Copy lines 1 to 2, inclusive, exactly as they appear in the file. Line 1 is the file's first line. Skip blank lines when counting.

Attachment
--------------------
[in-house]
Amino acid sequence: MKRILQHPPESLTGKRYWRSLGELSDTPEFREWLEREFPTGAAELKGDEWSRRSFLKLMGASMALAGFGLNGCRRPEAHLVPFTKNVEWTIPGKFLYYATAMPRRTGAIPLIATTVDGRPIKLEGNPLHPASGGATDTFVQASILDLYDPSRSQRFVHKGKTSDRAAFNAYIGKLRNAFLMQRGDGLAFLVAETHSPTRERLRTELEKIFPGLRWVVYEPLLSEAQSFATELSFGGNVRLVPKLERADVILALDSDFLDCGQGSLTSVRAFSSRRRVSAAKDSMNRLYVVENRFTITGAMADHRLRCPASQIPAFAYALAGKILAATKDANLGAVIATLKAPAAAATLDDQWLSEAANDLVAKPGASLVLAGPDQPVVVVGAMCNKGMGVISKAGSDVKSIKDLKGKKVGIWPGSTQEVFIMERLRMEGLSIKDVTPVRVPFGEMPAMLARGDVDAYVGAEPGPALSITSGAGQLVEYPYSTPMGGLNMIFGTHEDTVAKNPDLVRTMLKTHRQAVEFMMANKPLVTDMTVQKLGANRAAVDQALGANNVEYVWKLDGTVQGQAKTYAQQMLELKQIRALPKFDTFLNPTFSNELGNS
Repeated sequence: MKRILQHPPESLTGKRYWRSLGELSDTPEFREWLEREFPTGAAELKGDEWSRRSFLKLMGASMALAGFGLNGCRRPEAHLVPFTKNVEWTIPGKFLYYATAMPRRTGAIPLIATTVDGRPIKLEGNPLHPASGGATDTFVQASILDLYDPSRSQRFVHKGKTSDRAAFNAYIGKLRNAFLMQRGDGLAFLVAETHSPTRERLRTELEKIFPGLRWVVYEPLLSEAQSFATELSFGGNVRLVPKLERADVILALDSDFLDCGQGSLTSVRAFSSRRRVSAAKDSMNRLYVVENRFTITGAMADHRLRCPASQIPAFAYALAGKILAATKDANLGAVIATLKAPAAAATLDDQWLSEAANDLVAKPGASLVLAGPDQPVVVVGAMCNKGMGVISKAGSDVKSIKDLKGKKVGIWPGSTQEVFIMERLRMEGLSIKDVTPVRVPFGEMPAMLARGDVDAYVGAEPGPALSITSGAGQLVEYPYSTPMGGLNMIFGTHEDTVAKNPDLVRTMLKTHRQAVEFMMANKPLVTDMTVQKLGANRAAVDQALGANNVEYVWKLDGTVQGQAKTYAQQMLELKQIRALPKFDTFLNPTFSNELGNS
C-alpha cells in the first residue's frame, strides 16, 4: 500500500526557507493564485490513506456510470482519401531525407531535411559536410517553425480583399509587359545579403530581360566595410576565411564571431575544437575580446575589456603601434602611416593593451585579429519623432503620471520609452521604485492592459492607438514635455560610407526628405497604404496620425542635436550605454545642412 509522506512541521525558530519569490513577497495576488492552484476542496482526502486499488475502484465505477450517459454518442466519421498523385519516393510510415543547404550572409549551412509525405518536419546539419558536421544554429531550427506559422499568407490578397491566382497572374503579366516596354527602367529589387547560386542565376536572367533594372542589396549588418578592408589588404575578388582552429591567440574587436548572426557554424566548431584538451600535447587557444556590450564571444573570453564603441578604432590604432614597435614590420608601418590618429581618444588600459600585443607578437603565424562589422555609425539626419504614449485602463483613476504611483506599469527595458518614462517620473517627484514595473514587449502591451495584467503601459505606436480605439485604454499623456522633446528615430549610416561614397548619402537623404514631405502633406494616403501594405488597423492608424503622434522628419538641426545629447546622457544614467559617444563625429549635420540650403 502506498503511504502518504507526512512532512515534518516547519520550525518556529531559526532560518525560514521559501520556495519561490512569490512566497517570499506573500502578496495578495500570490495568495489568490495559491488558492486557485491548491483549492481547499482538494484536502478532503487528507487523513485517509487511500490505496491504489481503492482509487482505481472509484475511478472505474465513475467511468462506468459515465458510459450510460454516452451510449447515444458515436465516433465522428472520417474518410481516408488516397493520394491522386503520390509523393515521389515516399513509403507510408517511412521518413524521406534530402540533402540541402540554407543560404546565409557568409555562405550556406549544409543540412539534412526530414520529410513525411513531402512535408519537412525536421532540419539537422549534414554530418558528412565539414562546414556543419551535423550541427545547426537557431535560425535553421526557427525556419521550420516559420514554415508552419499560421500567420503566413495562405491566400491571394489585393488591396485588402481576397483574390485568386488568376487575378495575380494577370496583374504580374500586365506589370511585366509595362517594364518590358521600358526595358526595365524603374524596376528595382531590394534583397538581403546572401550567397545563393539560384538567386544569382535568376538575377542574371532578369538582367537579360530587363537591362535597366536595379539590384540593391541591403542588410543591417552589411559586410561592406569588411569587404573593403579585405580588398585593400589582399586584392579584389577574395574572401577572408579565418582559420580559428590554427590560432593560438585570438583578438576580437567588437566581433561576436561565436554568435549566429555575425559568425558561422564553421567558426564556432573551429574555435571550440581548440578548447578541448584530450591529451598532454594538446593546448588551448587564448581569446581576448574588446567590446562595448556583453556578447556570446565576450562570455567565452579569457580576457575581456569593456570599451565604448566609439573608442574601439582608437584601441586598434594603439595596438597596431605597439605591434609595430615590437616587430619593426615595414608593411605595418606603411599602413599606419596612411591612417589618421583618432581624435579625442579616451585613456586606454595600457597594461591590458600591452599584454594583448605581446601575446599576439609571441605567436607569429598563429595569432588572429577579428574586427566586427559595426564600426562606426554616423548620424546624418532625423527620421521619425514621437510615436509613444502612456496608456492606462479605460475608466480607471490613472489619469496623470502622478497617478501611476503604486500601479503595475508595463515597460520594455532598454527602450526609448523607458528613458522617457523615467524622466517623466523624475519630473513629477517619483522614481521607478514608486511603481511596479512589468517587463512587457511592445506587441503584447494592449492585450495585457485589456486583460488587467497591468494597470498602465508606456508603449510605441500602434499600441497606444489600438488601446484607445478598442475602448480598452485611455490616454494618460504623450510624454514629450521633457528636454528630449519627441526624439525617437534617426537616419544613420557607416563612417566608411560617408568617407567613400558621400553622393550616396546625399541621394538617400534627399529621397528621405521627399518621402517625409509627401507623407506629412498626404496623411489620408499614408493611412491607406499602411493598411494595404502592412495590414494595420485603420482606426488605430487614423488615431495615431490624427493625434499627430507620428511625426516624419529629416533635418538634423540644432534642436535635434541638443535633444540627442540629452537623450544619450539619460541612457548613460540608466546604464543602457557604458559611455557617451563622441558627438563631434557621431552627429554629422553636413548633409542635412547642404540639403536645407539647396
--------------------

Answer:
[in-house]
Amino acid sequence: MKRILQHPPESLTGKRYWRSLGELSDTPEFREWLEREFPTGAAELKGDEWSRRSFLKLMGASMALAGFGLNGCRRPEAHLVPFTKNVEWTIPGKFLYYATAMPRRTGAIPLIATTVDGRPIKLEGNPLHPASGGATDTFVQASILDLYDPSRSQRFVHKGKTSDRAAFNAYIGKLRNAFLMQRGDGLAFLVAETHSPTRERLRTELEKIFPGLRWVVYEPLLSEAQSFATELSFGGNVRLVPKLERADVILALDSDFLDCGQGSLTSVRAFSSRRRVSAAKDSMNRLYVVENRFTITGAMADHRLRCPASQIPAFAYALAGKILAATKDANLGAVIATLKAPAAAATLDDQWLSEAANDLVAKPGASLVLAGPDQPVVVVGAMCNKGMGVISKAGSDVKSIKDLKGKKVGIWPGSTQEVFIMERLRMEGLSIKDVTPVRVPFGEMPAMLARGDVDAYVGAEPGPALSITSGAGQLVEYPYSTPMGGLNMIFGTHEDTVAKNPDLVRTMLKTHRQAVEFMMANKPLVTDMTVQKLGANRAAVDQALGANNVEYVWKLDGTVQGQAKTYAQQMLELKQIRALPKFDTFLNPTFSNELGNS